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My IFFCON Experience – Saturday 01/11/97

My IFFCON Experience - Saturday 01/11/97

My IFFCON Experience - Saturday 01/11/97

by Sarah Jacobson

[To read the previous entry click here]

KQED building

At every film event you make a few ‘relief friends’ who you can always go to
when you’re worn out from schmoozing, people you don’t have to work to
impress. This time it’s music journalist-turning-filmmaker Matt Diehl (“Blood On The Tracks“), Susan Stover (“Nibble And Bite“), who line-produced “Love God
and worked on two of my favorite movies, “River Of Grass” and “Welcome To The Dollhouse“, and Suzanne Berger, who I had met when she was at Alliance
Pictures, but who is now on the ‘other side’ as a producer.

As soon as I get there I immediately have to choose my roundtables and
panels. I figure that I should meet with the foreign people, since it’s less
likely that I would run into them at an American film event. Talking to Haut
et Court from France, Channel 4 from England, Alliance Pictures from Canada,
Uplink from Japan and Zero Films from Germany, I start to wonder how my film
would play around the world, not just in America. Some of the panels are so
detailed in their discussion of finance that I feel a little overwhelmed,
trying to justify not learning about taxes and foreign sales by telling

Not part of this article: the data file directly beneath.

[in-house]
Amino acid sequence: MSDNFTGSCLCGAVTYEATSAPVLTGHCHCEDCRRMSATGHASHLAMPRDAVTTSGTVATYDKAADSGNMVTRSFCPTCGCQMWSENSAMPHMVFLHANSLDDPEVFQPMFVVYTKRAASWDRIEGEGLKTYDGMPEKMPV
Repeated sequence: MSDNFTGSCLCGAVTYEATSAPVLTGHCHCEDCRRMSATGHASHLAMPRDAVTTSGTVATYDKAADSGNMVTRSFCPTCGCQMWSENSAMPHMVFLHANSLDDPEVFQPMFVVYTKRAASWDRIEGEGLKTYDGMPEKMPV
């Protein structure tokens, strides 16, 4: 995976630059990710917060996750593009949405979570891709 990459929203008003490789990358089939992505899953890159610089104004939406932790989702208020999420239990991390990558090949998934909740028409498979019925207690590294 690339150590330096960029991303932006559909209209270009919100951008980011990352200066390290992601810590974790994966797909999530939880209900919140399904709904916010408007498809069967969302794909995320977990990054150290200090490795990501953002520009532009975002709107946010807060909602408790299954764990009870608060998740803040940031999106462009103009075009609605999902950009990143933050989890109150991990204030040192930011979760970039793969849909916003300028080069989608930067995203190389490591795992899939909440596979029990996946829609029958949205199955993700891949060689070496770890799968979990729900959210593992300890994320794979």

myself that someone else will probably do it. But I know in my heart that I
should learn as much as I can and I try to keep up with discussions about
“security exposures” and “equity financing.” I think I finally truly
understand what a negative pick up deal is, after hearing about them for a

There’s lots of breaks and schmoozing time. At IFFCON I never feel like I’m
going to miss talking to someone. I don’t get that I-have-to-meet-that-
person-right-now! feeling. My conversations with people are much more
natural and fun.

There was a great round table with Ira Deuchtman, who gives out information
pretty freely. Maybe because he’s a producer now and not a distributor. He
has some really good points about how no films are being made between $1
million and $10 million and everyone is saying how everything from the
studios is just awful and something’s gotta break. I think about how on Open
Day almost all of the panelists agreed that the best way to do a film is to
finish it yourself and then bring it to a distributor or premiere it at a
festival. It seems so upside-down that the industry can’t develop young and
raw filmmaking.

For more of Sarah Jacobson’s journal from IFFCON 97 please continue

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